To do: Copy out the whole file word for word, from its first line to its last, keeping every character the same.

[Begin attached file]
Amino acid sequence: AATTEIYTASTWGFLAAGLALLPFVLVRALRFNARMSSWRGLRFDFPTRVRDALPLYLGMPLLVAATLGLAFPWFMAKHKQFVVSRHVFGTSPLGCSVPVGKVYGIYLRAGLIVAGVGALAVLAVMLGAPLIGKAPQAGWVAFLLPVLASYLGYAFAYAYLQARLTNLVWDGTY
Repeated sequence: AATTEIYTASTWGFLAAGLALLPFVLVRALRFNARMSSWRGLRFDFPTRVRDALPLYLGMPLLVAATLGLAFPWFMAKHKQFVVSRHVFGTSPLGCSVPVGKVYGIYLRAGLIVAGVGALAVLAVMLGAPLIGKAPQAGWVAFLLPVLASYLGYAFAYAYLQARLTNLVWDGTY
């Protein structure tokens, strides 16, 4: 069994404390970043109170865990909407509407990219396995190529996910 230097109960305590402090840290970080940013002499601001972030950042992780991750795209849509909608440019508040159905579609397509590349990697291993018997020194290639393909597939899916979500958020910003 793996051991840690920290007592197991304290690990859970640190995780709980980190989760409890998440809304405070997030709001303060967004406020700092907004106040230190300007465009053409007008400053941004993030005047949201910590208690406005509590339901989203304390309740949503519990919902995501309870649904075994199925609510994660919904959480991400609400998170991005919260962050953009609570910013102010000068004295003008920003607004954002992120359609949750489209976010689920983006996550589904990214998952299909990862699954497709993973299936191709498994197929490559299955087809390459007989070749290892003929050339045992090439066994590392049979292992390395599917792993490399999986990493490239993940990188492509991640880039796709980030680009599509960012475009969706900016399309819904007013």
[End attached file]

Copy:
Amino acid sequence: AATTEIYTASTWGFLAAGLALLPFVLVRALRFNARMSSWRGLRFDFPTRVRDALPLYLGMPLLVAATLGLAFPWFMAKHKQFVVSRHVFGTSPLGCSVPVGKVYGIYLRAGLIVAGVGALAVLAVMLGAPLIGKAPQAGWVAFLLPVLASYLGYAFAYAYLQARLTNLVWDGTY
Repeated sequence: AATTEIYTASTWGFLAAGLALLPFVLVRALRFNARMSSWRGLRFDFPTRVRDALPLYLGMPLLVAATLGLAFPWFMAKHKQFVVSRHVFGTSPLGCSVPVGKVYGIYLRAGLIVAGVGALAVLAVMLGAPLIGKAPQAGWVAFLLPVLASYLGYAFAYAYLQARLTNLVWDGTY
């Protein structure tokens, strides 16, 4: 069994404390970043109170865990909407509407990219396995190529996910 230097109960305590402090840290970080940013002499601001972030950042992780991750795209849509909608440019508040159905579609397509590349990697291993018997020194290639393909597939899916979500958020910003 793996051991840690920290007592197991304290690990859970640190995780709980980190989760409890998440809304405070997030709001303060967004406020700092907004106040230190300007465009053409007008400053941004993030005047949201910590208690406005509590339901989203304390309740949503519990919902995501309870649904075994199925609510994660919904959480991400609400998170991005919260962050953009609570910013102010000068004295003008920003607004954002992120359609949750489209976010689920983006996550589904990214998952299909990862699954497709993973299936191709498994197929490559299955087809390459007989070749290892003929050339045992090439066994590392049979292992390395599917792993490399999986990493490239993940990188492509991640880039796709980030680009599509960012475009969706900016399309819904007013």